Progress Update: Deciphering the role of aberrant protein synthesis in FSHD

Report by Dr. Jagannathan
See Grant Deciphering the role of aberrant protein synthesis in FSHD

Healthy muscle cells forced to make the FSHD-causing protein DUX4 die through processes we do not yet fully understand. We are studying the downstream consequences of DUX4- mediated inhibition of an essential RNA quality control pathway in the cell called NMD. We hypothesize that in DUX4-expressing cells, truncated proteins produced from aberrant RNAs that can no longer be degraded by NMD flood the cell with defective and toxic protein products.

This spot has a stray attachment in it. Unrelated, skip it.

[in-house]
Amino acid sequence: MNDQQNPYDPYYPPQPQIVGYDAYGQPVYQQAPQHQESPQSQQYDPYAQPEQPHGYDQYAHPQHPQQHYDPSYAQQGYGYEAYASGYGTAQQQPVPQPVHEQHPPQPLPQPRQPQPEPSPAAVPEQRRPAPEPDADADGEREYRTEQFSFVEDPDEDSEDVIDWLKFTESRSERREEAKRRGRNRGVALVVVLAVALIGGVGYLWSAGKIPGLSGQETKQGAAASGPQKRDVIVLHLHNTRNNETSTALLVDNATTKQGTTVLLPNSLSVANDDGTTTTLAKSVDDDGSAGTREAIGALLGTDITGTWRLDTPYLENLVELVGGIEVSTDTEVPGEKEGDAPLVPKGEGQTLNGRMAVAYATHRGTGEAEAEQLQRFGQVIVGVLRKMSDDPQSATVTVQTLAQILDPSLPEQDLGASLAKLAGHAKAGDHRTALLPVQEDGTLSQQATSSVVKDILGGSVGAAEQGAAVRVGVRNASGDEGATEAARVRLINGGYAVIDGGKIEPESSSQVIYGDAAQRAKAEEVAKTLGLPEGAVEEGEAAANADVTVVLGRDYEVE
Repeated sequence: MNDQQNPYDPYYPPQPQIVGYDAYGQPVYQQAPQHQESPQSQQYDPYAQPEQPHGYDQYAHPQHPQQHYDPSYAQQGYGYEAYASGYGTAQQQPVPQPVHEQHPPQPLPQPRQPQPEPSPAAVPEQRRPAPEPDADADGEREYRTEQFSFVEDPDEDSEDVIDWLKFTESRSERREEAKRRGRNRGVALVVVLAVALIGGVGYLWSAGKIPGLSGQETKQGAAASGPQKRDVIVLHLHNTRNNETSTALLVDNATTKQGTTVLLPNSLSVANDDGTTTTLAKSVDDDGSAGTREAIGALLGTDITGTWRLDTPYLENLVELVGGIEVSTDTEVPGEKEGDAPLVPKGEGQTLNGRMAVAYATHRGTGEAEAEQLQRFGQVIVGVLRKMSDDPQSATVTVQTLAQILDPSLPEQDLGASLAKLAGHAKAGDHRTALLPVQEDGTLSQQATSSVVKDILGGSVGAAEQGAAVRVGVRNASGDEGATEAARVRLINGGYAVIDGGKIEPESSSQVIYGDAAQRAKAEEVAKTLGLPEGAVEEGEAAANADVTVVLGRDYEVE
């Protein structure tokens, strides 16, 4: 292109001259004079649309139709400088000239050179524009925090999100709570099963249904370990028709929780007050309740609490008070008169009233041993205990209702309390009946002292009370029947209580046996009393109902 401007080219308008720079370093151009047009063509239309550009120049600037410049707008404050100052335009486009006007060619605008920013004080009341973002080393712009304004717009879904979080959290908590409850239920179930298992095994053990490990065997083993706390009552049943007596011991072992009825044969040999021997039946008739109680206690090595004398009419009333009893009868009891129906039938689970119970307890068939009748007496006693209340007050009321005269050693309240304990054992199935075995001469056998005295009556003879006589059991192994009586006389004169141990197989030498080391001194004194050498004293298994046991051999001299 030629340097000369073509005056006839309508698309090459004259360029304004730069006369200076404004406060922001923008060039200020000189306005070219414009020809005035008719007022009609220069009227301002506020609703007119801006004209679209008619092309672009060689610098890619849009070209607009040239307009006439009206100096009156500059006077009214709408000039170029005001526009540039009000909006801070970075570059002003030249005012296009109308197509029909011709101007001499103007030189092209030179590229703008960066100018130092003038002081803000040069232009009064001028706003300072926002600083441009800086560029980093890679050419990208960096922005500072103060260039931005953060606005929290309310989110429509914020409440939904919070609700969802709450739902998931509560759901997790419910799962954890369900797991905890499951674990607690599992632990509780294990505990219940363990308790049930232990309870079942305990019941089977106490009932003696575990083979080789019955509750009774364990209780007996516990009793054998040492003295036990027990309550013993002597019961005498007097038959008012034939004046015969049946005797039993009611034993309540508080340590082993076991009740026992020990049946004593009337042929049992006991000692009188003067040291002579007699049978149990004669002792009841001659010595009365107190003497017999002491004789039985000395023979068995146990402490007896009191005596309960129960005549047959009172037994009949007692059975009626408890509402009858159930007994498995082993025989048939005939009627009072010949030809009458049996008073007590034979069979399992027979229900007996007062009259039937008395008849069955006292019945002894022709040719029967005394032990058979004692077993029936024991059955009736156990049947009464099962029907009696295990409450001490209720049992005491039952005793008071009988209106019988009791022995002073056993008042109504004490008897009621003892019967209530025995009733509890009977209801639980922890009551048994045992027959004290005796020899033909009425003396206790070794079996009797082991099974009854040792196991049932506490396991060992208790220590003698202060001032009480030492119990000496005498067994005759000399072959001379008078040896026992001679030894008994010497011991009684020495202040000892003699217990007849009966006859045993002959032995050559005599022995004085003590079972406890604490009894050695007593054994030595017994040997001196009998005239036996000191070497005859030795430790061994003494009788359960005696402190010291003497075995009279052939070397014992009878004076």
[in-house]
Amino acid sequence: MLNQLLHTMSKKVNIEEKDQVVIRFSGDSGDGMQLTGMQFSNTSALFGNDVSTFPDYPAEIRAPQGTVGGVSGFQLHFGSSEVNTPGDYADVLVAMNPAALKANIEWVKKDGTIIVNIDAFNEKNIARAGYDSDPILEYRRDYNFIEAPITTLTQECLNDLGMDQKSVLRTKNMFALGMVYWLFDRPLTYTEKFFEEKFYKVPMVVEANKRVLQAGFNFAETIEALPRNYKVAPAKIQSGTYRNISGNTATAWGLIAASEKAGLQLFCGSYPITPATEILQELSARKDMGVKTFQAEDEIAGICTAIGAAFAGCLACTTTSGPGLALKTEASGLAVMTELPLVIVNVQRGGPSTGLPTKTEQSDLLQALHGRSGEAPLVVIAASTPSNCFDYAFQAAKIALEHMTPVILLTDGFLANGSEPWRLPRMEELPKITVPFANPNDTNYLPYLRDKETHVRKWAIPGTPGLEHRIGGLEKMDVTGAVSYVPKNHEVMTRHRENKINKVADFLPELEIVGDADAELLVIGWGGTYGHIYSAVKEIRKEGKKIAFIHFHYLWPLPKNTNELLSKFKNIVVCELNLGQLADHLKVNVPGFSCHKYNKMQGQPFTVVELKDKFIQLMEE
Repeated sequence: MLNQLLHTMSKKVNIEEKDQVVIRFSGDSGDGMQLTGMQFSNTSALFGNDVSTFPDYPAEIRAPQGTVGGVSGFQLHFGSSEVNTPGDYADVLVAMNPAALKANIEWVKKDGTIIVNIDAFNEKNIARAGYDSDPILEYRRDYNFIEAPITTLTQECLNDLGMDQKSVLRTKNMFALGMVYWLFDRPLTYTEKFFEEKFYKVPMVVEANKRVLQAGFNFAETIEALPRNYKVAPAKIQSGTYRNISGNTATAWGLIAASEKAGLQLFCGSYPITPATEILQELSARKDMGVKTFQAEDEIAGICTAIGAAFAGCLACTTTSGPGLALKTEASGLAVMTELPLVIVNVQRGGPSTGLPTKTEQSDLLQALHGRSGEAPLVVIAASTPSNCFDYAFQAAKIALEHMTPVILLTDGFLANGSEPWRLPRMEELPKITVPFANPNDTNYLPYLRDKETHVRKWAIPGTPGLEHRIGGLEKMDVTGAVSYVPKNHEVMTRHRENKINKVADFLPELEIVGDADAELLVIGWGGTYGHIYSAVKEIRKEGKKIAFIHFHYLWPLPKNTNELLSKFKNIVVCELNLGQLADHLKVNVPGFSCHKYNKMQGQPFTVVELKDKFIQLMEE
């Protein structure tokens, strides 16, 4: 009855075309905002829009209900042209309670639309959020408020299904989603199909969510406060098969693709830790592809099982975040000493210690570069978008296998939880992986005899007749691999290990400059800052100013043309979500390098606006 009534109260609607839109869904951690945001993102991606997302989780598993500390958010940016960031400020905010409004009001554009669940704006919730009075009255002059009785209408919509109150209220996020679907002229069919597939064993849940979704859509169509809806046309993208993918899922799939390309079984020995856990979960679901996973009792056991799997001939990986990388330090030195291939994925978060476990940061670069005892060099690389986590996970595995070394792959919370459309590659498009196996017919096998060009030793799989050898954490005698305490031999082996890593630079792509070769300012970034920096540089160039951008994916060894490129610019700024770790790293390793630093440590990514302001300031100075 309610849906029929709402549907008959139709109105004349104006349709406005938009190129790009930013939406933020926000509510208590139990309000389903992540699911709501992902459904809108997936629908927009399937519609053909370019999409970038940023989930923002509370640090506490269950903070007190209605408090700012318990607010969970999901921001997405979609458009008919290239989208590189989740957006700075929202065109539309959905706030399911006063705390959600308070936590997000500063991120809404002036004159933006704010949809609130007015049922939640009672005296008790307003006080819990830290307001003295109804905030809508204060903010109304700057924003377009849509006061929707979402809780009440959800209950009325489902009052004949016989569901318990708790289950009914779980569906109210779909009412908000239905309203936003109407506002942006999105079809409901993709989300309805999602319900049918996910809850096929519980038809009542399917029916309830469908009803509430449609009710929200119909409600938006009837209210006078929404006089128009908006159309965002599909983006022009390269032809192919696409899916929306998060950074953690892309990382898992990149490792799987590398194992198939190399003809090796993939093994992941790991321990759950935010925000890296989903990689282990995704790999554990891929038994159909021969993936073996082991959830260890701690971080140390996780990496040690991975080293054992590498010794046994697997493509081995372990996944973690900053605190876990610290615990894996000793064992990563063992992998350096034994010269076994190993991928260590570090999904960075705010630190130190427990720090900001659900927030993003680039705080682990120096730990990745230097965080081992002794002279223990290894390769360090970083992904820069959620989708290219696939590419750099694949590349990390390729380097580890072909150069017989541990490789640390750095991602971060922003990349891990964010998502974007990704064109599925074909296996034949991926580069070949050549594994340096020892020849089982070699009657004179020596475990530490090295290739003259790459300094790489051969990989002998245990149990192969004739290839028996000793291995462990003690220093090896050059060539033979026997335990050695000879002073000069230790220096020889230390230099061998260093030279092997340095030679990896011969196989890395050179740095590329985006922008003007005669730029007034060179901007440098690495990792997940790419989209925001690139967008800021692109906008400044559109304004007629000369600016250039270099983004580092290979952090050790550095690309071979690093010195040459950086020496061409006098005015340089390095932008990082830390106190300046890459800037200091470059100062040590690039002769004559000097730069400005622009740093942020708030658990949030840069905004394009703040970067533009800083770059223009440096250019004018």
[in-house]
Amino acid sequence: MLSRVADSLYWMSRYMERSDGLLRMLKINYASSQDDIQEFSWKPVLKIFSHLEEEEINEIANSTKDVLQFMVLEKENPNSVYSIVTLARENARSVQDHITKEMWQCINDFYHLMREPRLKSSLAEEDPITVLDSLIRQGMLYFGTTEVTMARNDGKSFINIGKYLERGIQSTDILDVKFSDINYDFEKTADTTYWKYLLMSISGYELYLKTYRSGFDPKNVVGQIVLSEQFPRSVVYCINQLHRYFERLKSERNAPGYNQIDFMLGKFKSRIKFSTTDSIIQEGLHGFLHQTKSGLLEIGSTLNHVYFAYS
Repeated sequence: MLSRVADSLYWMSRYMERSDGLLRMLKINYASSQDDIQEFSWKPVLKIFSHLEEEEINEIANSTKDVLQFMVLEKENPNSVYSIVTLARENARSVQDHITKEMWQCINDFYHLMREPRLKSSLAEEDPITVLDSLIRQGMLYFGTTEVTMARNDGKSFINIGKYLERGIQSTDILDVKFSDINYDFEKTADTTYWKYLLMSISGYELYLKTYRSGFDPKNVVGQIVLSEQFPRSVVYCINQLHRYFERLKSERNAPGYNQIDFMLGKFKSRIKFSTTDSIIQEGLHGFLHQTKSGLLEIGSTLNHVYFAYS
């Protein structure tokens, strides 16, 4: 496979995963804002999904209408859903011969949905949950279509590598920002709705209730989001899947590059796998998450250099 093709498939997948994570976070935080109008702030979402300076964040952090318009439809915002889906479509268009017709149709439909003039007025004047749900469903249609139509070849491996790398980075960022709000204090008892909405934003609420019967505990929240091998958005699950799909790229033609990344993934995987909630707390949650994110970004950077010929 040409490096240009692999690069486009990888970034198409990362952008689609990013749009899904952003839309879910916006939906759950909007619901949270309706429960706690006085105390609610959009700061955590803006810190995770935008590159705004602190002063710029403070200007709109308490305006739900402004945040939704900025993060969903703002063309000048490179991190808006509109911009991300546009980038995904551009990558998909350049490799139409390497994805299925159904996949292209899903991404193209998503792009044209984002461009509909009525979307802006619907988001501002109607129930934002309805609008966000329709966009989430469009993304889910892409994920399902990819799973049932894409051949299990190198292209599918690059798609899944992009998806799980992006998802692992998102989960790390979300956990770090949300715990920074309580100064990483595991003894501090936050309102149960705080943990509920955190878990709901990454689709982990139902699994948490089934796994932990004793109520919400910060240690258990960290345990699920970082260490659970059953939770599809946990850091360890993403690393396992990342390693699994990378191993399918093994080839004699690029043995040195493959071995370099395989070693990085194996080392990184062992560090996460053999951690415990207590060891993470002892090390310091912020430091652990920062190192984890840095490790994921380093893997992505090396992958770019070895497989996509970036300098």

In previous work funded by Friends of FSH Research we established a highly complex procedure called “ribosome footprinting” that reads out the bits of RNA contained within molecular machines called ribosomes that are actively engaged in translating RNAs into proteins, and used this technology to confirm that several aberrant RNAs are robustly translated in DUX4-expressing cells to produce potentially toxic proteins. In the current funding period, we developed various experimental systems and protocols to study these toxic proteins. Despite unforeseen technical challenges, we characterized a specific truncated protein by showing that it is present in FSHD patient-derived muscle cells and that reducing its expression can rescue cells from DUX4-mediated cell death.